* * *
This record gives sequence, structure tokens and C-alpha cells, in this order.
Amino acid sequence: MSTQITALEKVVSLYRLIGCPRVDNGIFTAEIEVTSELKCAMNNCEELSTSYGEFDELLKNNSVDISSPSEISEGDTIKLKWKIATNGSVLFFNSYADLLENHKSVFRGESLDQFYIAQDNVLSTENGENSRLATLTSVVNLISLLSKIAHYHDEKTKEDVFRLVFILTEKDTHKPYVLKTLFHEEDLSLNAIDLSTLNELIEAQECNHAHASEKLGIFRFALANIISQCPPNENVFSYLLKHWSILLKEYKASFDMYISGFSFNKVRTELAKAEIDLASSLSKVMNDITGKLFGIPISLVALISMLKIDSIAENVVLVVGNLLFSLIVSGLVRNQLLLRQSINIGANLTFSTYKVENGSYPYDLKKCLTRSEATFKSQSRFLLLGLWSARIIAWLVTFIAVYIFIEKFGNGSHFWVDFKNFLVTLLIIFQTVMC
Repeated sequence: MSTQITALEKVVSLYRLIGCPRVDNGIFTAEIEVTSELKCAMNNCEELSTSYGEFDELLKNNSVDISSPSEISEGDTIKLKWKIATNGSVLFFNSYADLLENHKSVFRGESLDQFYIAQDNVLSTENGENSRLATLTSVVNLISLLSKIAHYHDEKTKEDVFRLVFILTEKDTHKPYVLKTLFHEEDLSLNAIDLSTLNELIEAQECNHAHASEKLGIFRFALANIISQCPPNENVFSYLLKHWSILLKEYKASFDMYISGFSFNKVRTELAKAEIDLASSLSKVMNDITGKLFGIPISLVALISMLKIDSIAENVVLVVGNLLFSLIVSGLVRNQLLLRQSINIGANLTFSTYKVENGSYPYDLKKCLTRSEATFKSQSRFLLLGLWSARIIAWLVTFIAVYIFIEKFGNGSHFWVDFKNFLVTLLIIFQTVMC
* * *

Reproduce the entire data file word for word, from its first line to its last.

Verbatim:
This record gives sequence, structure tokens and C-alpha cells, in this order.
Amino acid sequence: MSTQITALEKVVSLYRLIGCPRVDNGIFTAEIEVTSELKCAMNNCEELSTSYGEFDELLKNNSVDISSPSEISEGDTIKLKWKIATNGSVLFFNSYADLLENHKSVFRGESLDQFYIAQDNVLSTENGENSRLATLTSVVNLISLLSKIAHYHDEKTKEDVFRLVFILTEKDTHKPYVLKTLFHEEDLSLNAIDLSTLNELIEAQECNHAHASEKLGIFRFALANIISQCPPNENVFSYLLKHWSILLKEYKASFDMYISGFSFNKVRTELAKAEIDLASSLSKVMNDITGKLFGIPISLVALISMLKIDSIAENVVLVVGNLLFSLIVSGLVRNQLLLRQSINIGANLTFSTYKVENGSYPYDLKKCLTRSEATFKSQSRFLLLGLWSARIIAWLVTFIAVYIFIEKFGNGSHFWVDFKNFLVTLLIIFQTVMC
Repeated sequence: MSTQITALEKVVSLYRLIGCPRVDNGIFTAEIEVTSELKCAMNNCEELSTSYGEFDELLKNNSVDISSPSEISEGDTIKLKWKIATNGSVLFFNSYADLLENHKSVFRGESLDQFYIAQDNVLSTENGENSRLATLTSVVNLISLLSKIAHYHDEKTKEDVFRLVFILTEKDTHKPYVLKTLFHEEDLSLNAIDLSTLNELIEAQECNHAHASEKLGIFRFALANIISQCPPNENVFSYLLKHWSILLKEYKASFDMYISGFSFNKVRTELAKAEIDLASSLSKVMNDITGKLFGIPISLVALISMLKIDSIAENVVLVVGNLLFSLIVSGLVRNQLLLRQSINIGANLTFSTYKVENGSYPYDLKKCLTRSEATFKSQSRFLLLGLWSARIIAWLVTFIAVYIFIEKFGNGSHFWVDFKNFLVTLLIIFQTVMC